Designing the private jet experience: how executive jet interiors take shape


Executive jets are impressive creations from a technical point of view. Those in the upper range of the market, like the Gulfstream G650 or the Bombardier Global 6000, can cruise effortlessly at close to the speed of sound. They’re capable of offering nonstop links between pretty much any two cities in the world. 

But perhaps equally as impressive is the extent to which the industry has found ways to turn the confined space within the fuselage walls into a place of comfort and luxury, capable of appealing to the tastes of a highly discerning market. 

In fact, executive jet interiors are a highly technical domain. From idea to delivery, a specific aircraft fitting project can take up to two years of constant interaction between multiple highly specialized parties: the OEM, the design studio, completion centers – and, of course, the customer, whose tastes and requirements provide the foundation of each project. 

As with anything that involves a degree of aesthetic judgment, when it comes to executive jet cabin interiors, there’s more than one single approach available.  

Aircraft manufacturers – also known as Original Equipment Manufacturers, or OEMs – provide off-the-shelf options for ‘green’ aircraft right off the assembly line. These in turn come in many variations, as it is possible to come up with countless combinations of the different cabin elements (number of seats, cabin layout, type of seats, fabrics, materials, etc). 

By way of example: at the NBAA 2023 executive aviation show Boeing Business Jets presented a modular concept for its BBJ 737-7 aircraft, the executive version of the B737 MAX 7 airliner, which allows for up to 144 design combinations, obtained by mixing and matching the different pre-designed cabin modules.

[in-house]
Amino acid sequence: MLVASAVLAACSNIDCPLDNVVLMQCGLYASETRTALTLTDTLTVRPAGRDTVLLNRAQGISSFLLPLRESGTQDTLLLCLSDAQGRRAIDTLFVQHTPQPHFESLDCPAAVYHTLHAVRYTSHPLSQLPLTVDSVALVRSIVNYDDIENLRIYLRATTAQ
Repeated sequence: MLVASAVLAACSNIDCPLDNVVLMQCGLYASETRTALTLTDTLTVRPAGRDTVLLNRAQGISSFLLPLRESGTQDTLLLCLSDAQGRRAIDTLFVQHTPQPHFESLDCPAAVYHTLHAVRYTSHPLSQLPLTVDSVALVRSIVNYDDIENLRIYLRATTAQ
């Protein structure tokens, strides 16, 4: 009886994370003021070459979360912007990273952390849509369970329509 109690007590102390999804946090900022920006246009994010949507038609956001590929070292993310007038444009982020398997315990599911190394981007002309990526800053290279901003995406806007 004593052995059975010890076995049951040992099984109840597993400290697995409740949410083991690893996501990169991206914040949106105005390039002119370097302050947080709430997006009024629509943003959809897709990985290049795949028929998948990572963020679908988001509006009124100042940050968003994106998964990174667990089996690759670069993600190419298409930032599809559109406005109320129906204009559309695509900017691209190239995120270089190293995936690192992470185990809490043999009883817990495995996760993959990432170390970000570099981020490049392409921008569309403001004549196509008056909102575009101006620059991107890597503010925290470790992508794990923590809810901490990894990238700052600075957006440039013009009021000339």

BBJs and other airliner versions, with their spacious cabins, make for particularly good platforms on which to experiment with interior design, but other categories of business jets are also fertile ground for creative energy. 

Overwhelmed by choice 

The variations are countless: would you prefer to have a bulkhead that divides the cabin and provides areas of privacy, or do you go for a single cabin? How many seats would you like to have onboard? What kind of material do you want the harder surfaces to be made of?  

One key initial factor is whether the aircraft is for private or corporate use. 

Typically, a corporate user may prefer a more neutral, business-like configuration, perhaps with more seats to accommodate staff. A private owner, seeing the aircraft as an extension of his own private space, may want to add more personal touches. 

However, even in the corporate field, there are different schools of thought, each with its own underpinning rationale. 

Look no further than two of the largest global executive jet operators: Flexjet and VistaJet. Fractional jet operator FlexJet takes pride in its LXi Cabin Collection, which offers an assorted diversity of cabin designs to its users and leverages this surprise factor.

Flexjet Lxi program

Meanwhile, VistaJet has placed design consistency at the center of its value proposition, ensuring that wherever you are in the world, your user experience remains unchanged. 

“Our customers value this product consistency a lot when they travel around the world. If you are a member, you have the same experience and the same hourly rate everywhere, globally.” Vista’s US President Leona Qi explained to AeroTime during a recent Executive Spotlight interview

“If money is not an issue, you can do pretty much everything within the limits afforded by the STCs [Supplemental Type Certifications, which regulate what can be installed on a plane – Ed. Note]” Ole Dupont Christiansen, CEO of Dupont Aviation Consulting – which has managed multiple cabin fitting projects for private owners – told AeroTime.